Topic: High UK property prices makes long term commuting more viable,
|tmkImmo 10/07/2016 04:00PM|
High UK property prices makes long term commuting more viable, research suggests
It might seem like madness, and expensive, to work in London and live in another major UK city with the commuting costs and travelling time alone onerous.
But new research suggest that low cost air travel and lower house prices outside London does make it cheaper to live in another city with good air connections and still work in the capital city even with Mon to Friday accommodation costs taken into account
Out of eight cities with direct flights to London living in seven of them would be cheaper in terms of annual mortgage costs with a weekly commute by plane, according to research from online estate agent eMoov.
The study compared the average house price between the capital and other short haul flight options around the UK with a direct service into London. It then worked out the total cost of a weekly commute, flying on the Monday morning and returning on the Friday evening, plus four nights’ accommodation either at or close by to the relevant airport, when booked six months in advance.
The researchers calculated the average number of working weeks in a year to be 46 and multiplied the cost of weekly travel and accommodation by this figure before working out
the average mortgage cost after deposit and the annual payment for both London and the other locations, subtracting the cost of travel and accommodation from the difference, to show which cities UK home owners would be better of living in and commuting to the capital by plane, rather than buying in London.
The city offering the biggest annual mortgage saving was Glasgow. With an average house price of just £155,195 the annual mortgage saving compared to London is £21,275. The cost of a weekly round trip into London is £52.98 via Ryan Air for an 80 minute flight, with accommodation bringing the total to just £204.98 a week, or £9,429 a year.
The research says it would take 47 years of travelling at this cost before the deficit between the average property price in London and Glasgow was bridged. When removing the travel and accommodation costs from the annual difference in mortgage payments, home owners in Glasgow would still be £11,845 better off a year.
Belfast is the second cheapest option for commuters flying into London. A year’s worth of travel and accommodation would be just over £8,000 and the annual mortgage saving is just short of £20,000 when compared to London, resulting in an annual saving of £11,547 for another 80 minute commute into London.
Manchester has the third biggest saving across all eight of the cities researched. At £162,970 it’s home to the second lowest average house price and a flight to Heathrow is 65 minutes, with travel and accommodation costing £12,334 annually. When subtracted from the annual mortgage saving when compared to a London property, Manchester home owners would save £8,564 a year.
A similar commute from Leeds would result in home owners in the Yorkshire city cashing in on an annual saving of £7,670 on their mortgage, after paying the cost of £12,150 a year for travel and accommodation.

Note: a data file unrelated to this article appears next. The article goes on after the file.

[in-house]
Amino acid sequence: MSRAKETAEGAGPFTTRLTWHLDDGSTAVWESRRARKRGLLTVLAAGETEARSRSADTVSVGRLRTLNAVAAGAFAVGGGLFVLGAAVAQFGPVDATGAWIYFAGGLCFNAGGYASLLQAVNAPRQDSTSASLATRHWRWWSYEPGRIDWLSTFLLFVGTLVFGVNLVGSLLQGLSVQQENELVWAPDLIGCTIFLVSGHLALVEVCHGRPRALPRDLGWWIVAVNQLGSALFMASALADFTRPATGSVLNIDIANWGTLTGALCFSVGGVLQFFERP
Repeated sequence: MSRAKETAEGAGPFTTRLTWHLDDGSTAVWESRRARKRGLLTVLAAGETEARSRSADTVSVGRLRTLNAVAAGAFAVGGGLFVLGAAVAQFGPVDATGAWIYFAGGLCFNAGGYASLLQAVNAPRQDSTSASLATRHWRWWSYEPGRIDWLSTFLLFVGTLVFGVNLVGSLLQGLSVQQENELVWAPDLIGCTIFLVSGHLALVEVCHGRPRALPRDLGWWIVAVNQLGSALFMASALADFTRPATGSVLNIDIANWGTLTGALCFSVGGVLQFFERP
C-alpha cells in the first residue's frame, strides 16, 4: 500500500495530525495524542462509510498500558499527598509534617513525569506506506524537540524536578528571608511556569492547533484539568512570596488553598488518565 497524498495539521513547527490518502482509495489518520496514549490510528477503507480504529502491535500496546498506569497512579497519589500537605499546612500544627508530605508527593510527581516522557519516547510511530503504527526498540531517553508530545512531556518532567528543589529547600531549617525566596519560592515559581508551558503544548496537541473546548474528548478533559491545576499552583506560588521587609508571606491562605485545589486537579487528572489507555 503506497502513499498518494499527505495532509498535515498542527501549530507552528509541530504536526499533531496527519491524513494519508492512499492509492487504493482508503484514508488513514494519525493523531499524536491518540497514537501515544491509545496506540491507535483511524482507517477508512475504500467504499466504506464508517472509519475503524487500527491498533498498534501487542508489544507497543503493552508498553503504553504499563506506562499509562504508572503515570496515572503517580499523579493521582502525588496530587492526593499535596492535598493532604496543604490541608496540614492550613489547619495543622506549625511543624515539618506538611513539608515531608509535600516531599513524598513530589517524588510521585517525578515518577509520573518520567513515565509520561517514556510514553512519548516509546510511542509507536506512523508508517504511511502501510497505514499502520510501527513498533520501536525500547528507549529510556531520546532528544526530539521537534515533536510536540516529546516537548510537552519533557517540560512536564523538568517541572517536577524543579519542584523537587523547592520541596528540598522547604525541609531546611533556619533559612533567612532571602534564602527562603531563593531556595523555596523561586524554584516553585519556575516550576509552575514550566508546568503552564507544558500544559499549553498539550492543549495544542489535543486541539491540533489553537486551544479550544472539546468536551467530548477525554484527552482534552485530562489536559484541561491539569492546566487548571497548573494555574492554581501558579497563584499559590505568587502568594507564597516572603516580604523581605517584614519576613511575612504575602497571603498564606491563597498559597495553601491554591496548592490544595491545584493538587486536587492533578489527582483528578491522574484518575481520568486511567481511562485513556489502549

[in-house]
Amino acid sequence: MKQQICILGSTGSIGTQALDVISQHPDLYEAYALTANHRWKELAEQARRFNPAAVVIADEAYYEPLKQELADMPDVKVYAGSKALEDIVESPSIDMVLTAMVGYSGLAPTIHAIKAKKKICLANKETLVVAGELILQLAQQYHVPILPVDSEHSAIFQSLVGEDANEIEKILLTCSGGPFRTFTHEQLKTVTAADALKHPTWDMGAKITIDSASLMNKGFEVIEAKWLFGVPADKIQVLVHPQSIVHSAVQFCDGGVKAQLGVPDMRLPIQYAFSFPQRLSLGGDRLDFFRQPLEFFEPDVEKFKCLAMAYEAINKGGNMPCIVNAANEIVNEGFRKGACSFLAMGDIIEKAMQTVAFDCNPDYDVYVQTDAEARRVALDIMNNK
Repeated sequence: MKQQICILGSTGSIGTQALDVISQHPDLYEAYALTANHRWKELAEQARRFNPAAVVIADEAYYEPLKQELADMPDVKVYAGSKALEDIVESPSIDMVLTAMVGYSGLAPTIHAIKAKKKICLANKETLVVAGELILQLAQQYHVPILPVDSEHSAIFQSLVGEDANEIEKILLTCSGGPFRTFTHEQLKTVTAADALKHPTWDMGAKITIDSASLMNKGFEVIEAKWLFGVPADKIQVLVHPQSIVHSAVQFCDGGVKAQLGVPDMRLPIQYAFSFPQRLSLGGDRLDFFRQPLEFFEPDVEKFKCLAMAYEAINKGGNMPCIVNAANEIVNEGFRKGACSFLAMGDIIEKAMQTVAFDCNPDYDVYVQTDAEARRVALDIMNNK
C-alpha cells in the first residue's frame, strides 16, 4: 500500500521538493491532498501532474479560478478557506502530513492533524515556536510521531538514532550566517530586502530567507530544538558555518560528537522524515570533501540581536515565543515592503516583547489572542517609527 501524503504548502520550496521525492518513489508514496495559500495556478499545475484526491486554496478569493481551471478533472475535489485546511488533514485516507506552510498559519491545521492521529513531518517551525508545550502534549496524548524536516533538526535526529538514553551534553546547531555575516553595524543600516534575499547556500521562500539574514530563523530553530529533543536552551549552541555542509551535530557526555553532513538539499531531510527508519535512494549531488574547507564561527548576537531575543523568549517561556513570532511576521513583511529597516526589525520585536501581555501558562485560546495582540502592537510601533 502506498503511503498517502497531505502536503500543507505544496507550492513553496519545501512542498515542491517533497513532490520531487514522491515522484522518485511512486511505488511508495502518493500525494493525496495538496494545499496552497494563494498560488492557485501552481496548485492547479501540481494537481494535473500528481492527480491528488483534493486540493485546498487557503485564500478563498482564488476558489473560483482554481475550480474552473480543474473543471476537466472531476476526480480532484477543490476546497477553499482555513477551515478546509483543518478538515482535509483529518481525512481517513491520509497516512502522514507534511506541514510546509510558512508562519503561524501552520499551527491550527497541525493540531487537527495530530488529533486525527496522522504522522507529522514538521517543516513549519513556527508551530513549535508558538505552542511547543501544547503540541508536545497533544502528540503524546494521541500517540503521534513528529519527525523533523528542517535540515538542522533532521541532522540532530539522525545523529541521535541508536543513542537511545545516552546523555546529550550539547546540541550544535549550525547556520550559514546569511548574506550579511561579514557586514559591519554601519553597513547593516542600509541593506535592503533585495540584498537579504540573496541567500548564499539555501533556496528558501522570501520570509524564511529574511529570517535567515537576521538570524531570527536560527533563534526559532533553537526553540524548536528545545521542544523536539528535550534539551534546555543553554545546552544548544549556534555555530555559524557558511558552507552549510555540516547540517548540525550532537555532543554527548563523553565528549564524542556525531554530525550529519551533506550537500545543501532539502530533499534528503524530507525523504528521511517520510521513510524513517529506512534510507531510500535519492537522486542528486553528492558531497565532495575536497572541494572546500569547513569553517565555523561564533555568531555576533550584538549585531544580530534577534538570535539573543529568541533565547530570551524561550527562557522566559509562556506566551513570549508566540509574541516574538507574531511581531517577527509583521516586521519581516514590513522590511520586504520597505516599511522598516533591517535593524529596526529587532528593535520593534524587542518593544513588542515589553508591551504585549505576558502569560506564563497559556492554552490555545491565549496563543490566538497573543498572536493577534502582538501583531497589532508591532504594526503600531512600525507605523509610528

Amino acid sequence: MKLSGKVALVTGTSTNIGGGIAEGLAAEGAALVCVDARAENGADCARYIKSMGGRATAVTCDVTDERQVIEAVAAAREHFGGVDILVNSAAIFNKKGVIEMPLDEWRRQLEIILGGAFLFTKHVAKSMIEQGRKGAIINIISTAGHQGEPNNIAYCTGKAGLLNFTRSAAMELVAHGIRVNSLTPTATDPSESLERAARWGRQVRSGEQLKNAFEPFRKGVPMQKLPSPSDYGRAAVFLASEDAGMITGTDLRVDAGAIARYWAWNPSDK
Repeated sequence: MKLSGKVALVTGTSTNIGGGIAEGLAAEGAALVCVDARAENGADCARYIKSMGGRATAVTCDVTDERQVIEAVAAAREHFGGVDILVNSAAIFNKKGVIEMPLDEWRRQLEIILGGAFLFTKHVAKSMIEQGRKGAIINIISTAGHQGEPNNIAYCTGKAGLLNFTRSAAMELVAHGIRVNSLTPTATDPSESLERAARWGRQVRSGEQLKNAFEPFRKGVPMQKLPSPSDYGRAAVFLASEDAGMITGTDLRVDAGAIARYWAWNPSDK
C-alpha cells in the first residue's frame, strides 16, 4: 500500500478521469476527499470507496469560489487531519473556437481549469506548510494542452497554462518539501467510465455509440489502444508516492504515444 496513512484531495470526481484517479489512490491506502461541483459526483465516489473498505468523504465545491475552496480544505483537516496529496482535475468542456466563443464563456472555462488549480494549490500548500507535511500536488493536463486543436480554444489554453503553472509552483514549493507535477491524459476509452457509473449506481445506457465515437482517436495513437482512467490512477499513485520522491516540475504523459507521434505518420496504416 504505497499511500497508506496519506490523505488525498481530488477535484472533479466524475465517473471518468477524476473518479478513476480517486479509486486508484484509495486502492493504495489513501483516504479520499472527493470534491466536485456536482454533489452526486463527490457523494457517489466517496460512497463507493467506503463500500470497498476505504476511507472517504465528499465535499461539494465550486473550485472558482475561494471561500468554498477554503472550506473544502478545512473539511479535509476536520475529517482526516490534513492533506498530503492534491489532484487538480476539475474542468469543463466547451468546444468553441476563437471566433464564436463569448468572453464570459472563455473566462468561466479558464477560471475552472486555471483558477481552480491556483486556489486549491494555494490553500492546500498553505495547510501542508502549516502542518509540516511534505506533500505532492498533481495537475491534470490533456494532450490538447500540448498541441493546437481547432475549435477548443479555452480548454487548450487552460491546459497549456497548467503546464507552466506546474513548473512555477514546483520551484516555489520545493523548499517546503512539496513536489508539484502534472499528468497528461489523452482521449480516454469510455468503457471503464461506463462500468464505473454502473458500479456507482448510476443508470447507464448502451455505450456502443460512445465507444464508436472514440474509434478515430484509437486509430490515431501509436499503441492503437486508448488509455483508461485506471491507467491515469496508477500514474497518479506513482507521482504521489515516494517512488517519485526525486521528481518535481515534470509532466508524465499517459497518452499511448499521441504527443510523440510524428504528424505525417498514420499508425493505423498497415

Although at 85 minutes each, the flight times from Newcastle and Edinburgh are longer but home owners opting to pay the lower price for a property and commute to the capital by plane could save over £7,000 a year on the cost of their mortgage in both cities.
The only one of the eight cities outside of London where home owners would be worse off by commuting in by plane is Exeter. With an Average house price of £259,221 the cost of a mortgage after deposit in Exeter is £233,298 and, when compared to London, the annual mortgage saving is £16,234.
However, the return flight from Exeter to London City Airport is the second most expensive of the eight cities at £115 and the cost of staying around London City Airport is also the most expensive of the lot at £320 a week. As a result, the total cost hits £20,055 a year, cancelling out the mortgage saving and making home owners in Exeter £3,820 worse off.
‘With London property prices continuing to push aspirational buyers further and further out of the capital, there’s no telling where we might be in 10 years’ time in terms of the commute people will consider if prices continue to climb from the inside out,’ said Russell Quirk, chief executive officer of eMoov.
‘The increasing improvement of transport infrastructure across the nation has made commuting larger distances more manageable. We’re not saying commuting by plane is an option for everyone and there are other time requirements to consider in terms of checking in on time. However, as with all new commutes you soon adapt and if it was a choice between 80 minutes stuck on the Central line at rush hour, five hours on a train from Cornwall, or an hour or so in the air, I know which one I would pick,’ he explained.
‘When you also consider that you could live in Glasgow or Manchester, where the cost of living and buying is dramatically lower, but still earn a London wage it seems even more attractive. Couple this with the fact that many companies may even foot the travel or accommodation costs and the savings continue to rise,’ he added.
Quirk also pointed out that more and more people are working remotely at least part of the week so technology can add to the attractiveness of buying a home hundreds of miles from a London office base.